Bob's Red Mill All-Purpose Gluten-Free Baking Flour, 22-Ounce Packages

May 16, 2010 by  
Filed under Products

  • Case of four 22-ounce packages (88 total ounces)
  • A unique blend that includes garbanzo, fava bean, and tapioca flours
  • An excellent source of protein and fiber
  • For use in all kinds of baked goods
  • Packaged in Milwaukie, Oregon

Product Description
Wheat free; gluten free; dairy free. All natural product; you can see our quality. Specially designed for those sensitive to wheat and gluten, this mix can be made into delicious homemade cakes, cookies, breads, muffins, pancakes and waffles. Contains a blend of gluten-free flours from potatoes, sorghum, tapioca, garbanzo and fava beans. Bob’s Red Mill products labeled gluten free are batch tested in our quality control laboratory. We use an Elisa Gluten Assay test … More >>


Bob’s Red Mill All-Purpose Gluten-Free Baking Flour, 22-Ounce Packages

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4 Responses to “Bob's Red Mill All-Purpose Gluten-Free Baking Flour, 22-Ounce Packages”
  1. H. Mitchell says:

    This flour works fine for certain things, depending on your taste preferences. It has a very strong aftertaste (kind of bitter/sour) because of the bean flour. Thus it is pretty strong in plain breads and rolls. If you don’t mind that, then good for you! (My husband is pretty sensitive and can’t tolerate the bean flour or taste very well.) I found it works better in cookies, chocolate or spice cakes, brownies, banana bread, and pizza dough. Because these baked goods are made with other strong flavors, they help mellow out the bean taste which can be pretty overpowering if you don’t have something with which to temper it. I like the consistency of this flour better than the rice flour blend I’ve also been using but again, consider your taste preferences and what you’ll be baking/cooking with it.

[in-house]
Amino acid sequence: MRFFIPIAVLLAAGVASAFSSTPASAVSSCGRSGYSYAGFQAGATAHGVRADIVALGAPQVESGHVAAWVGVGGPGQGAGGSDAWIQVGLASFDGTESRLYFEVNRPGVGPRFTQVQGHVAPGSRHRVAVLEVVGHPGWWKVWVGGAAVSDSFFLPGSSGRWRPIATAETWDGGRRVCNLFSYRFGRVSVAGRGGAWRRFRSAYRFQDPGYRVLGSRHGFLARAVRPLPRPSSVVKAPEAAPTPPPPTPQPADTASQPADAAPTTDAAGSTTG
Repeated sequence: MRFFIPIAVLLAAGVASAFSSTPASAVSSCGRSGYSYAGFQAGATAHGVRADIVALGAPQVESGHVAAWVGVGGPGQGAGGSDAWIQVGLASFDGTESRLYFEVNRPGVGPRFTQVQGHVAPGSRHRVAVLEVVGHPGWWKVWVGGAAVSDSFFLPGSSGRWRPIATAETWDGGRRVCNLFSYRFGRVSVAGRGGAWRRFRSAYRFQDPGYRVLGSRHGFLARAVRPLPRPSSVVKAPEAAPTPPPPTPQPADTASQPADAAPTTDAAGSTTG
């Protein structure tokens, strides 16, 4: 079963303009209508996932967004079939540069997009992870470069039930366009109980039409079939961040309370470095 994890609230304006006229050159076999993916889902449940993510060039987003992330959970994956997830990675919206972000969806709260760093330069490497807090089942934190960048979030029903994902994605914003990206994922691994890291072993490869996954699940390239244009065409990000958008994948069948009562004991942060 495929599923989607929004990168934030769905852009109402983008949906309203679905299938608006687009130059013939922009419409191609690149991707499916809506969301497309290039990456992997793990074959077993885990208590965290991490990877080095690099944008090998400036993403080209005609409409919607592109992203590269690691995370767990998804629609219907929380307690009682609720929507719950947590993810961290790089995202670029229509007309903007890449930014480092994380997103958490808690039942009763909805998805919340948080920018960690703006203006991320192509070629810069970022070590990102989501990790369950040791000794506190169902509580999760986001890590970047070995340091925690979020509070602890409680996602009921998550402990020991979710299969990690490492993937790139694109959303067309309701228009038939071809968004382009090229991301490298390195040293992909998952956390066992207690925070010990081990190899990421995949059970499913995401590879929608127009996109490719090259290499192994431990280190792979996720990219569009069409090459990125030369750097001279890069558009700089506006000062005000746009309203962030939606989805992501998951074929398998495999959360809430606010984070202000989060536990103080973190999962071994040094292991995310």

Rating: 3 / 5

  2. With a son recently diagnosed with Autism, I was faced with revamping his diet to a gluten-free, dairy-free diet. I tried mixing different gluten free flours (rice, potato, tapioca) myself, but it’s not nearly as good as this flour blend. I really think the addition of the bean flours makes the difference. I made chocolate chip cookies (dark chocolate chips–no dairy)with it and served it to my daughter’s girl scout troop, and they couldn’t tell the difference. That’s all the validation I needed.
    Rating: 5 / 5

  3. K. Doughty says:

    This flour stinks of Garbanzo beans, and I like Garbanzo beans on any other occasion, but for some reason the smell is so strong when ground, I have learned to read the labels of GF products and if beans are the first ingredient I will not but it. My guess is some people are more sensitive to it then others, it almost makes me gag when the flour is wet. I do have friends who don’t mind it or don’t notice it, but me and my non Celiac boyfriend think it’s nasty. Since we love to bake, I have found that equal parts white rice flour and Tapioca flour with a teaspoon of xanthem gum work great in place of flour.
    Rating: 1 / 5

  4. Carmen Iris says:

    My daughter can’t eat anything with gluten. She was feeling bad because she loves fruitcake. I made some using this flour. I tasted great; almost impossible to tell that it did not contain flour. The only problem is keeping the bread from drying out by the next day, even in the case of fruitcake which have more liquid than most breads.
    Rating: 4 / 5

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